4) The authors demonstrate that obesity leads to loss of leptin sensitivity in the wild-type, but not in LCB1ko liver, as indicated by the loss of leptin-induced STAT3 phosphorylation in the former but not the latter. These important findings should be more prominently highlighted in the Discussion, which should also briefly touch on what's known about the effects of leptin in the liver (e.g. regulation of hepatic insulin sensitivity).

In addition to our findings in WT and LCB1 null mice, we assessed leptin sensitivity in animals with overexpression of CB1R only in hepatocytes (htgCB1-/-), and revealed an inability of leptin to increase STAT3 phosphorylation in these mice (please see the additional data in Figure 1R and S), further supporting the critical role of hepatic CB1R in regulating hepatic leptin sensitivity. As recommended by the reviewer, we have expanded the Introduction and Discussion accordingly.

Reviewer 2:

1) There are points in the Introduction and Discussion that need however to be ameliorated, through minor but nevertheless important corrections, as detailed below:

a) In general, the reader may wonder why the authors decided to investigate the role of CHOP in the effects of CB1R on sObR levels. This should be very briefly mentioned in the Introduction.

We expanded the Introduction to include information about the role of ER stress in the regulation of leptin resistance.

b) In the Introduction, the authors mention that the eCB system is overactive in obesity without quoting one of the first paper showing that this is true not only in the hypothalamus but also in peripheral cells, including the major source of leptin, i.e. the adipocytes (Matias et al., 2006). This should be mentioned; additionally, Monteleone et al., 2005, showed probably for the first time the elevation of circulating anandamide levels in overweight/obese women with binge eating disorder, again to be mentioned here;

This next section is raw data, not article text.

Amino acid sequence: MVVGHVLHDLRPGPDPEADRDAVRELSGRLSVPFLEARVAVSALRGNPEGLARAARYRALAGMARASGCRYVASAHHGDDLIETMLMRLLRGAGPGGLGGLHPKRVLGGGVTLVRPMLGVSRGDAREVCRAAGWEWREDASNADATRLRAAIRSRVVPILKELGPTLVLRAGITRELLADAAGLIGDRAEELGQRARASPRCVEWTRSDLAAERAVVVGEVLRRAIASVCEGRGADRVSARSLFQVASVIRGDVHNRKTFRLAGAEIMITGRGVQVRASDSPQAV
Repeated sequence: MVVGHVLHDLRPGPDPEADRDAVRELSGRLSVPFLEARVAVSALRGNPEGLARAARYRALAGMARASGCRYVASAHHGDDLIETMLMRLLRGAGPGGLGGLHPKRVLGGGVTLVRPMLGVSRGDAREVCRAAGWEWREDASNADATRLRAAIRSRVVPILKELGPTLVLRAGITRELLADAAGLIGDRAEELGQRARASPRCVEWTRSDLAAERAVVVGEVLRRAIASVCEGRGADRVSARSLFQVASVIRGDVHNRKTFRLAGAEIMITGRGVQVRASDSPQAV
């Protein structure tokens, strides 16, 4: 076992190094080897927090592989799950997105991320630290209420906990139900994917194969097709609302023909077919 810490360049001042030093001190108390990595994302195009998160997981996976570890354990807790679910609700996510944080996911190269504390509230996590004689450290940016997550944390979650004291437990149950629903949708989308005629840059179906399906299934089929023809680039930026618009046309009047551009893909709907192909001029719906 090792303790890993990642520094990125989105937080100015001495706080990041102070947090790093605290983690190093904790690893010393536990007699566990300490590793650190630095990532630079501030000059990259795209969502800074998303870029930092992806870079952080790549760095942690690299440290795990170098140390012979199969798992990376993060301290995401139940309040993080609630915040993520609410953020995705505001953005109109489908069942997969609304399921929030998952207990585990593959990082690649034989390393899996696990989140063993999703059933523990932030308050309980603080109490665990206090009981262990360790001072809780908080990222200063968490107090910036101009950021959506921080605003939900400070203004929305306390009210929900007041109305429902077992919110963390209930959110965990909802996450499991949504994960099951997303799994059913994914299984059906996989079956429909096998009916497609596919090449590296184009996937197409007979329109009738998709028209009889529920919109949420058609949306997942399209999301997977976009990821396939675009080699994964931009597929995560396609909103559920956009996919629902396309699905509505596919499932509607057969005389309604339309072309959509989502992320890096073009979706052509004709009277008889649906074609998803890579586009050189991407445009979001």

The reviewer is right and these two citations as well as Matias et al., 2008 were added to the Introduction.

c) In the Discussion, when referring to leptin signaling in anorexia nervosa, the authors should again mention the Monteleone et al., 2005 study, showing how anandamide levels are also elevated in women with this disorder, possibly due to their low leptin levels;

We discussed this paper in the Discussion.

d) the above mentioned study by Matias et al., 2006, showed how both acute and chronic leptin significantly downregulates both anandamide and 2-AG levels in adipocytes (Figure 1 of that paper). This finding could be related to, or even explain, the authors' finding of higher eCB levels in CHOP-KO mice, which, by producing much less sObR, would counteract this inhibition of eCB levels also in adipocytes, by disinhibiting it. Since the authors did not provide a molecular mechanism for this effect, they may wish to discuss this possibility, especially if they have data showing that also in hepatocytes, like in adipocytes and hypothalamus, leptin decreases endocannabinoid levels via sObR (but also if they don't have such data).